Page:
Media shares mixed in soft market

TW, News Corp., Viacom among winners

NEW YORK -- Most U.S. markets closed lower Wednesday amid a late drop following more bad earnings news and renewed economic concerns.

Shares of big media and entertainment companies seemed to keep their recent upward momentum going until the afternoon before economic concerns pulled them and others back to the ground.

In the end, Time Warner shares edged up 0.5% to $22.33, with News Corp. up the same percentage to $8.74. Viacom Inc.'s stock climbed 0.5% as well to end at $19.95. Earlier in the day, they had all traded higher. Walt Disney's stock closed down 0.4% at $19.40, and CBS Corp. shares shed 4.2% to close at $5.92.

The Hollywood Reporter Showbiz 50 stock index also closed the day 0.1% lower at 795.49 after early gains. Before Wednesday, the index had gained in four out of the last four trading sessions. The broad-based S&P 500 index fell 0.8%.

The moves came after a downbeat earnings report from the likes of Morgan Stanley and more mixed economic views.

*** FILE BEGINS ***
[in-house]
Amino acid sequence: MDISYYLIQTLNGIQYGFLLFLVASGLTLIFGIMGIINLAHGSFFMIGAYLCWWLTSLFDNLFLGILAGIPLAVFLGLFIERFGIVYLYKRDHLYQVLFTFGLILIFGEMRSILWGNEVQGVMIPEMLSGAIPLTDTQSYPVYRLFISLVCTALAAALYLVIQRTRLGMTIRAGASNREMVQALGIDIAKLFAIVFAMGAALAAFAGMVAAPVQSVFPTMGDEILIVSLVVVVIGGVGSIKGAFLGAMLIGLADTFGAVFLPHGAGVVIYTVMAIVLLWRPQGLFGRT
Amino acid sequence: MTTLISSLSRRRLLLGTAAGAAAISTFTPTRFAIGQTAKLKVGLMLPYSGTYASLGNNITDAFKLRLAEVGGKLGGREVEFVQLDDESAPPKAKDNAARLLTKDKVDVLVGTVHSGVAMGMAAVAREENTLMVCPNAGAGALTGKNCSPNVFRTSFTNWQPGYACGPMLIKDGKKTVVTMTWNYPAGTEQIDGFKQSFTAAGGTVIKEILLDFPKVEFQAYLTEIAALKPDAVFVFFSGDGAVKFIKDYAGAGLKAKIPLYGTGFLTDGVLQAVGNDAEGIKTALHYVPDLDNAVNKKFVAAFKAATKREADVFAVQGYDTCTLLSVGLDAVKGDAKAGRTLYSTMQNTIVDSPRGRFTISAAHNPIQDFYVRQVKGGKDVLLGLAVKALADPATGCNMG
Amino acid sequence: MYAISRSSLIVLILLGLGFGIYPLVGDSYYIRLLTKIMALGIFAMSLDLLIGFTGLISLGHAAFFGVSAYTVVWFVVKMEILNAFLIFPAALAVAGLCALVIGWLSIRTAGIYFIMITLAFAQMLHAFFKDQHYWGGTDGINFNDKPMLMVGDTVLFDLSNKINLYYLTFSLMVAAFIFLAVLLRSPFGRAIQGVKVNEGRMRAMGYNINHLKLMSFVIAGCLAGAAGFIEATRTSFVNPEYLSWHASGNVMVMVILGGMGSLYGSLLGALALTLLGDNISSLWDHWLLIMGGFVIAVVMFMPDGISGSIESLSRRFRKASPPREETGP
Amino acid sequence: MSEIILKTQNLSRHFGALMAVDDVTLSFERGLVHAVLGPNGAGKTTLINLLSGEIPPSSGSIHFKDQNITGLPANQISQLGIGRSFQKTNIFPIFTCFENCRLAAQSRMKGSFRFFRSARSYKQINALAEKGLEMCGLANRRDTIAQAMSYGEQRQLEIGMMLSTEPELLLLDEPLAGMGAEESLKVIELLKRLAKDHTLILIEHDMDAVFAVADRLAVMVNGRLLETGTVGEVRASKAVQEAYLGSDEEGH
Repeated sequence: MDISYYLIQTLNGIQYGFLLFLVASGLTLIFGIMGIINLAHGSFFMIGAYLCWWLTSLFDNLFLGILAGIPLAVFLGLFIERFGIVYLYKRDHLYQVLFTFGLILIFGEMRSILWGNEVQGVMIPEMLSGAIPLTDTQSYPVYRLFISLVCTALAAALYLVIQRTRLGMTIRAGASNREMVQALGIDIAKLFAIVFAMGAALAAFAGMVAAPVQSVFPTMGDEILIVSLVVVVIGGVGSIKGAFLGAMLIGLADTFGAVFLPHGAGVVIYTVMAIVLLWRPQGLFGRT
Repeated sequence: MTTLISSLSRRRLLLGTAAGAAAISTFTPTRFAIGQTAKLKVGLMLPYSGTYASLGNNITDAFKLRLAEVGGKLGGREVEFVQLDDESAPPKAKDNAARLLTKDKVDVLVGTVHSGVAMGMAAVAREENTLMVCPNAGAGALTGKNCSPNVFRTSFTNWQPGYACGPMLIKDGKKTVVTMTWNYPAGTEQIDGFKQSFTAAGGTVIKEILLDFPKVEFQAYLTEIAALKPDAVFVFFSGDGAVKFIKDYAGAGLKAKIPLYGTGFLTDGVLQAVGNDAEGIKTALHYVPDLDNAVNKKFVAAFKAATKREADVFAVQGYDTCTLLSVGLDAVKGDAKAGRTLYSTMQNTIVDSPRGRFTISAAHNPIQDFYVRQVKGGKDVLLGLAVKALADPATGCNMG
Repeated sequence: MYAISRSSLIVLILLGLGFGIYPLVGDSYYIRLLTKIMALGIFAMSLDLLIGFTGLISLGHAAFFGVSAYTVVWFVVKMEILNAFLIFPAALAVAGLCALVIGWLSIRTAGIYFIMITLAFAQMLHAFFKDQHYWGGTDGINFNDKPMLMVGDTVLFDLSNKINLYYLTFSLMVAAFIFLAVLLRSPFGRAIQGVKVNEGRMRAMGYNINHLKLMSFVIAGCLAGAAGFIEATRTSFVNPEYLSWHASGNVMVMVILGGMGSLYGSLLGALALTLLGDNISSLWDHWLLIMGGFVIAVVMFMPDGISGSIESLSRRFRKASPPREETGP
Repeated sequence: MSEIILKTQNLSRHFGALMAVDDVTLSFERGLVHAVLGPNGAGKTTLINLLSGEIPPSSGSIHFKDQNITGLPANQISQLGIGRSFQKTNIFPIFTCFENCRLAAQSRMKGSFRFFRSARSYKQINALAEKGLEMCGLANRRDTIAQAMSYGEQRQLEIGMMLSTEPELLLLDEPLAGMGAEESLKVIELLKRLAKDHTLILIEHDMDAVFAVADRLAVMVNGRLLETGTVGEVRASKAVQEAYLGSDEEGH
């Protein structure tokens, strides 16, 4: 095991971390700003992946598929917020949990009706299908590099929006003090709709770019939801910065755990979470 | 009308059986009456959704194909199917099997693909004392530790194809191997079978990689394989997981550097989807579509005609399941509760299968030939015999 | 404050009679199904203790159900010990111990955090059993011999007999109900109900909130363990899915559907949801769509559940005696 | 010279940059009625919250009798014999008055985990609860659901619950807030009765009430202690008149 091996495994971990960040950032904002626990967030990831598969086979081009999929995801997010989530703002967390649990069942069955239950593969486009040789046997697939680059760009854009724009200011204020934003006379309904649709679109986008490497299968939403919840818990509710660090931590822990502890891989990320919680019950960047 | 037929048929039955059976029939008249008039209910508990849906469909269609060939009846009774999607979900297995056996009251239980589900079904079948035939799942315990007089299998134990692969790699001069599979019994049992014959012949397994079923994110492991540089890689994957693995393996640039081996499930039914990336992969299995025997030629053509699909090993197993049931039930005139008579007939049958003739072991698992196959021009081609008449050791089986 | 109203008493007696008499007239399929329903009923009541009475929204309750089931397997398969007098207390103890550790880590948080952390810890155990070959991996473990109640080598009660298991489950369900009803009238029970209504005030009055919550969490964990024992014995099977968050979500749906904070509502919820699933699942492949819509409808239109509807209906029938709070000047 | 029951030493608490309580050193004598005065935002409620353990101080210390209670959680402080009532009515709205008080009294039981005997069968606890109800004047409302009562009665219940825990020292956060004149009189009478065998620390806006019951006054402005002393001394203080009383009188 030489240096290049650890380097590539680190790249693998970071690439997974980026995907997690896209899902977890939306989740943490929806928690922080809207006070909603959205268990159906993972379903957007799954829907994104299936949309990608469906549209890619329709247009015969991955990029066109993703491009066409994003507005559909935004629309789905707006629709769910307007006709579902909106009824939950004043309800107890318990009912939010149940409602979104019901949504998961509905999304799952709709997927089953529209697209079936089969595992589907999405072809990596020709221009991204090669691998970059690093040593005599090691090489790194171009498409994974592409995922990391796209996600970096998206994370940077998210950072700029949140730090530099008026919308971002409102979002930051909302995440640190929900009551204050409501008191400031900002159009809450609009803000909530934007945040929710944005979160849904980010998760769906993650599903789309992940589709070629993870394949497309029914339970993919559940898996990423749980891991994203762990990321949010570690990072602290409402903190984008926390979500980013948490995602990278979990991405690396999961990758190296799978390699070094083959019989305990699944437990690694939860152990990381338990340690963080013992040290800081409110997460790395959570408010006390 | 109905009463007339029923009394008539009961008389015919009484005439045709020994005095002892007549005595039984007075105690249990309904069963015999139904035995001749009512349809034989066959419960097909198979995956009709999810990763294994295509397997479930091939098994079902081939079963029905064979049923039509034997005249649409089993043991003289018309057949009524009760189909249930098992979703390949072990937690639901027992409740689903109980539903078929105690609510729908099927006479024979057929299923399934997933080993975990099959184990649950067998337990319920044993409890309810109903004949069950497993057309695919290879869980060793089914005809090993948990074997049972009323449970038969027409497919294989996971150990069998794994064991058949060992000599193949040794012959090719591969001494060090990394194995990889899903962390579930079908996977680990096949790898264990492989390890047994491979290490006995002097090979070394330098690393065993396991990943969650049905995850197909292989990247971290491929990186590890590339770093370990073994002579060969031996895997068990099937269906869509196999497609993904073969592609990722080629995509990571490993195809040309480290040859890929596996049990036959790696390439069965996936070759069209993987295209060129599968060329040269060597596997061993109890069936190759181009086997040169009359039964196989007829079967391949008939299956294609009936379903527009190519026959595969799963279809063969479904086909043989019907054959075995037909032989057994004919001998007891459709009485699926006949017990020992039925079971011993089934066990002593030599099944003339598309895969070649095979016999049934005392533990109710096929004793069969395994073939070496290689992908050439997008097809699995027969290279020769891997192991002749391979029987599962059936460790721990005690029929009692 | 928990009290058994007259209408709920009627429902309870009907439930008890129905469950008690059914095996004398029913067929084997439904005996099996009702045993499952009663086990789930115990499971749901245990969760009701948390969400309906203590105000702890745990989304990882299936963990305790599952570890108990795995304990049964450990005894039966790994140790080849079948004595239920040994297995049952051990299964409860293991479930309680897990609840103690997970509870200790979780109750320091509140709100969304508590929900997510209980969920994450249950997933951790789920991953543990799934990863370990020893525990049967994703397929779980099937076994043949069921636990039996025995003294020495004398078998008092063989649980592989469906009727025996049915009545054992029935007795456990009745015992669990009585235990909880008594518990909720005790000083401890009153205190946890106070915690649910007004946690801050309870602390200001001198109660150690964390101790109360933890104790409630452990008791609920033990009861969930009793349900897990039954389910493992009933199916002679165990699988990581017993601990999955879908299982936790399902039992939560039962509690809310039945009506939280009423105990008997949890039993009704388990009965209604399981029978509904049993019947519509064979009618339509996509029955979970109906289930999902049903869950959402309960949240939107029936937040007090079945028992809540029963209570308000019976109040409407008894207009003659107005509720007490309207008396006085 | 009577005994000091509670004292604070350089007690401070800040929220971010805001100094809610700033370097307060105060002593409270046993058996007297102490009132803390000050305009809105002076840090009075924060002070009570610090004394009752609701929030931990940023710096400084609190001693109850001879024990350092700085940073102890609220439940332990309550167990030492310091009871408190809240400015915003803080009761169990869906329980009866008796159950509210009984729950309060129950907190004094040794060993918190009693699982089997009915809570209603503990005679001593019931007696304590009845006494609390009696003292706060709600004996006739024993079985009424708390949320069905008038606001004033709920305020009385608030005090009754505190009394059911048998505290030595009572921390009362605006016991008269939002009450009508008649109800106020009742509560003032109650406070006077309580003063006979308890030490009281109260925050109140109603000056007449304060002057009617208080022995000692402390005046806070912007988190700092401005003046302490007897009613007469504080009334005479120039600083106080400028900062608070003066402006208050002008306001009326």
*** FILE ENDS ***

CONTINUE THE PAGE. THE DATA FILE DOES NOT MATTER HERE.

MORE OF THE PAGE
The IMF on Wednesday unveiled reduced economic forecasts for various regions of the world. It said that the global downturn has become "the most severe recession since World War II" and projected that the world economy would shrink by 1.3% this year, with a slow recovery expected to take shape some time next year that should lead to 2010 growth of 1.9%. The IMF called this "sluggish relative to past recoveries." However, it said the rate of economic contraction should moderate from the current second quarter onward.

The U.S. economy is already starting to show signs of a slowing downturn, but growth will likely only return next year. The organization cut its 2009 and 2010 U.S. forecasts, predicting a flat GDP performance next year.

A growing chorus of economists has in recent weeks predicted that the economy would stabilize by the summer, come in about even compared with the year-ago period in the third quarter and start growing year-over-year in the fourth quarter, if only slightly.

Meanwhile, General Electric chairman and CEO Jeffrey Immelt said Wednesday at the annual shareholder meeting of the conglomerate in Orlando that it is hard to forecast how quickly the recession will end. "The global economy and capitalism itself have been fundamentally reset," he said.